Socially and culturally appropriate

Sustainable food systems provide access to food that adequately satisfies the sociocultural needs of all.

Simpler words, please? — They should prevent and oppose the creation of inequalities within the food system, including those based on gender, race or class. They should also improve the social fabric of urban and rural communities.

It all starts at school — Early childhood care and schools play a critical role in giving all children access to good, clean and fair food and thus help reduce inequalities between children of different socio-economic status, providing food education to children whose eating habits are shaped in their early years and will persist into adulthood.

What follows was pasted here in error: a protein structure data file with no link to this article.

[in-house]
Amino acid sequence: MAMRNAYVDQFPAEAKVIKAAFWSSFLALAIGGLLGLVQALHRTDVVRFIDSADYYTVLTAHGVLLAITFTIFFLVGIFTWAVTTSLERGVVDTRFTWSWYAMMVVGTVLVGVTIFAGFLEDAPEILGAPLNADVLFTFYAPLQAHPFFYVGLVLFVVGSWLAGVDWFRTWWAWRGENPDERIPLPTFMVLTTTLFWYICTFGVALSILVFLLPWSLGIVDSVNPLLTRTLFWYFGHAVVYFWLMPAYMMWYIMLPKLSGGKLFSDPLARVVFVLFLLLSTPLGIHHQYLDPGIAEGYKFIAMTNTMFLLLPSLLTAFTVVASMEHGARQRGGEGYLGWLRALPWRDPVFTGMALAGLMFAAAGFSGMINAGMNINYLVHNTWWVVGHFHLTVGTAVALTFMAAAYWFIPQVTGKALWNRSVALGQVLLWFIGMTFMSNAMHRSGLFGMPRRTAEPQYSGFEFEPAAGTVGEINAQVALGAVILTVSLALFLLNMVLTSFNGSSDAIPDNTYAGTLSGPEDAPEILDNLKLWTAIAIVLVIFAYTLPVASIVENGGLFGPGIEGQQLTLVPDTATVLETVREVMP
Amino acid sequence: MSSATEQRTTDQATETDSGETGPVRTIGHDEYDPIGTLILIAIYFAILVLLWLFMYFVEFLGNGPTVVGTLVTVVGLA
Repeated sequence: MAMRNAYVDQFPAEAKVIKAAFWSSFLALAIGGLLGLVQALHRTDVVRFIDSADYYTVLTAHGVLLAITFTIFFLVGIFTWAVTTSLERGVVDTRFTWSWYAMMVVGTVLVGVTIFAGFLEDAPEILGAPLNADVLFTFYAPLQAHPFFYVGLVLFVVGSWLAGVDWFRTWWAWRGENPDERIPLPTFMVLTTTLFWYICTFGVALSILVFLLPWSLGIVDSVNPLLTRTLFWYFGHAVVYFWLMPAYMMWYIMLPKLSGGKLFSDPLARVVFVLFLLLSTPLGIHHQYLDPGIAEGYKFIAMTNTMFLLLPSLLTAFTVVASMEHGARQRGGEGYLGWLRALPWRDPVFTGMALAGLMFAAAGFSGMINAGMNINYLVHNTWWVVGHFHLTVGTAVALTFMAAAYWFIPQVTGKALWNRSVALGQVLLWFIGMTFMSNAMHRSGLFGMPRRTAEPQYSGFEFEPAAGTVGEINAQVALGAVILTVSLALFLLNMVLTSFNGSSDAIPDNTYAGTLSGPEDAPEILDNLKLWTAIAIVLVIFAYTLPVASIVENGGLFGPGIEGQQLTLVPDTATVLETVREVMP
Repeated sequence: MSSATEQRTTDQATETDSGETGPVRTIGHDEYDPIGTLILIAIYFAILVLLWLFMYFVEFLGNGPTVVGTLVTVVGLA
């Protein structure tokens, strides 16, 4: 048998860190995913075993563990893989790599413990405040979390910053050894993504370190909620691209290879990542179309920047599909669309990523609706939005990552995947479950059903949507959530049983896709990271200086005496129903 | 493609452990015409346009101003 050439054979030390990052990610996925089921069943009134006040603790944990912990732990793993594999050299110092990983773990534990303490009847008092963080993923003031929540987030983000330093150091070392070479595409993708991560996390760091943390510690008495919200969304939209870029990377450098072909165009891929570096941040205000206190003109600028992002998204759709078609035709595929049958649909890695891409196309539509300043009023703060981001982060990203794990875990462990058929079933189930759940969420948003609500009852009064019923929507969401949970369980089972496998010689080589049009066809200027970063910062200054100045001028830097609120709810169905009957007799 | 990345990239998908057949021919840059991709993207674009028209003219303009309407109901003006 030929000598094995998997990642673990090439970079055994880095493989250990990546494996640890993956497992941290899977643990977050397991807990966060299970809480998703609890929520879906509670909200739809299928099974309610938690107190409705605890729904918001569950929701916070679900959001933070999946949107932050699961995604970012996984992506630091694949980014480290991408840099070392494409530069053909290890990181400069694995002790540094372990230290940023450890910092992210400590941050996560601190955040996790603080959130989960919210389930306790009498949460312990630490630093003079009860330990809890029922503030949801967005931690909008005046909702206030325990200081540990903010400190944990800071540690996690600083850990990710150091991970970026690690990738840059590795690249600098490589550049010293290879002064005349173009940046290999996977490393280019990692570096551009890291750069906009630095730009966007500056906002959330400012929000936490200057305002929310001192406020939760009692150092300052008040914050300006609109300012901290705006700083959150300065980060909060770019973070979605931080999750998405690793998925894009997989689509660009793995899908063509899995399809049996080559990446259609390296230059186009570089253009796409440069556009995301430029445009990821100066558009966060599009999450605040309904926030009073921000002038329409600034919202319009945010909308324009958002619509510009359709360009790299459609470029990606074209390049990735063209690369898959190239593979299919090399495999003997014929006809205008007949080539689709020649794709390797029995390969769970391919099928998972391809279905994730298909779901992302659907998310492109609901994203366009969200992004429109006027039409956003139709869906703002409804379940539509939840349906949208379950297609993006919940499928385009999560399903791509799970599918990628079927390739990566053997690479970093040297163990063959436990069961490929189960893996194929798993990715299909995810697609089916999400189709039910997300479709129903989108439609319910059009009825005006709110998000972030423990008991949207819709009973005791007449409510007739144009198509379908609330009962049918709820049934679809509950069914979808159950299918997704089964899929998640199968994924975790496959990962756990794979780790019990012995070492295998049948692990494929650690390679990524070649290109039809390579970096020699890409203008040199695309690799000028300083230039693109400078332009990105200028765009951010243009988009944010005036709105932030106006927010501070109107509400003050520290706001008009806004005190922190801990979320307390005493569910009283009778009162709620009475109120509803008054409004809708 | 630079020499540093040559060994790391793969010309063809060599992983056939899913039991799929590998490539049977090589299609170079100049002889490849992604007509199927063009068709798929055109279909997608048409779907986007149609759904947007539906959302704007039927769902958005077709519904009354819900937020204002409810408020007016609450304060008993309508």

Let’s repair the link between people and their food — Culture remains a paramount underlying factor influencing citizens’ food choices, as well as an important link to traditions and cultural representations. However, in an era where global supply chains are standardizing the food that is most easily accessible to consumers, the link between citizens and their food culture deserves to be restored and better protected. Sustainable food systems must promote access to healthy and sustainable diets that are also culturally appropriate and culturally diverse.

Clean

Environmentally friendly

Sustainable food systems contribute to the health of the planet by respecting planetary boundaries, i.e. respecting the planetary environment, the climate and biological and cultural diversity, all of which are fundamental to our capacity to produce food.